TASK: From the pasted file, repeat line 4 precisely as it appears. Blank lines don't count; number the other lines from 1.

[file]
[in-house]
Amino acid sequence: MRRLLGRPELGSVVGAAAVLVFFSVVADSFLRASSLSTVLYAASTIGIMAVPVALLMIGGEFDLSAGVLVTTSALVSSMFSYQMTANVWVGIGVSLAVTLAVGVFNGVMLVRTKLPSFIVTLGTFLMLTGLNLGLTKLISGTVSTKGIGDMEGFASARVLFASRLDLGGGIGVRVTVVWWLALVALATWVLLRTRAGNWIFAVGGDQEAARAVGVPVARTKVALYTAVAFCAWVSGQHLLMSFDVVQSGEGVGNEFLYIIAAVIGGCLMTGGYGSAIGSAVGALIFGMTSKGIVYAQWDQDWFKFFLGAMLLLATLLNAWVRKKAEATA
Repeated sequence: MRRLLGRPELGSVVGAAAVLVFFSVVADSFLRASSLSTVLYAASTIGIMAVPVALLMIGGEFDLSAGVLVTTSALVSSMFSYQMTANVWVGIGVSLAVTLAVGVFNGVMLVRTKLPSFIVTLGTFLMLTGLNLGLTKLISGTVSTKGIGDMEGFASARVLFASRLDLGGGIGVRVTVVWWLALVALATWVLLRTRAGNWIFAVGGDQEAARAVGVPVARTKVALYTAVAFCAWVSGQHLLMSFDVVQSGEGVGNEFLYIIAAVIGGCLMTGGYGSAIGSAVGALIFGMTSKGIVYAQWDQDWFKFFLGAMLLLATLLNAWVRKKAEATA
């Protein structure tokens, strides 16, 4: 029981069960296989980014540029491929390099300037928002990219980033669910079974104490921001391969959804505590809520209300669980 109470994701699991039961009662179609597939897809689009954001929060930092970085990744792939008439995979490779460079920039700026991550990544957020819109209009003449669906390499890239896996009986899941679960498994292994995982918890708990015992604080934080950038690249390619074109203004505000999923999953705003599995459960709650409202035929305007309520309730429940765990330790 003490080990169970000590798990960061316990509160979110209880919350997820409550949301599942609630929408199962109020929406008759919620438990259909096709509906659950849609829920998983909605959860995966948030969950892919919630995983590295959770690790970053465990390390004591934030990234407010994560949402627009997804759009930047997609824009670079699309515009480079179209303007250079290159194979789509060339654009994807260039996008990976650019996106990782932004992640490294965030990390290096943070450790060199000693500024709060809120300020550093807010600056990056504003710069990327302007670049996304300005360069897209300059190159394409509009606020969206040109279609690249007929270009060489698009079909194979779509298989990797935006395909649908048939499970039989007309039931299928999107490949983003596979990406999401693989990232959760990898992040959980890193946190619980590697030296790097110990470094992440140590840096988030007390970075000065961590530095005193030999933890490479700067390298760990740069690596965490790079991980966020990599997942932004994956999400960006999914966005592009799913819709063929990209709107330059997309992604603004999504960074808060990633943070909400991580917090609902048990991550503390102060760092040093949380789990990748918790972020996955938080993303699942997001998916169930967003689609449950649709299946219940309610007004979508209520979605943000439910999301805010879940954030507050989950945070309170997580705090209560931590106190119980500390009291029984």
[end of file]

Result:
């Protein structure tokens, strides 16, 4: 029981069960296989980014540029491929390099300037928002990219980033669910079974104490921001391969959804505590809520209300669980 109470994701699991039961009662179609597939897809689009954001929060930092970085990744792939008439995979490779460079920039700026991550990544957020819109209009003449669906390499890239896996009986899941679960498994292994995982918890708990015992604080934080950038690249390619074109203004505000999923999953705003599995459960709650409202035929305007309520309730429940765990330790 003490080990169970000590798990960061316990509160979110209880919350997820409550949301599942609630929408199962109020929406008759919620438990259909096709509906659950849609829920998983909605959860995966948030969950892919919630995983590295959770690790970053465990390390004591934030990234407010994560949402627009997804759009930047997609824009670079699309515009480079179209303007250079290159194979789509060339654009994807260039996008990976650019996106990782932004992640490294965030990390290096943070450790060199000693500024709060809120300020550093807010600056990056504003710069990327302007670049996304300005360069897209300059190159394409509009606020969206040109279609690249007929270009060489698009079909194979779509298989990797935006395909649908048939499970039989007309039931299928999107490949983003596979990406999401693989990232959760990898992040959980890193946190619980590697030296790097110990470094992440140590840096988030007390970075000065961590530095005193030999933890490479700067390298760990740069690596965490790079991980966020990599997942932004994956999400960006999914966005592009799913819709063929990209709107330059997309992604603004999504960074808060990633943070909400991580917090609902048990991550503390102060760092040093949380789990990748918790972020996955938080993303699942997001998916169930967003689609449950649709299946219940309610007004979508209520979605943000439910999301805010879940954030507050989950945070309170997580705090209560931590106190119980500390009291029984």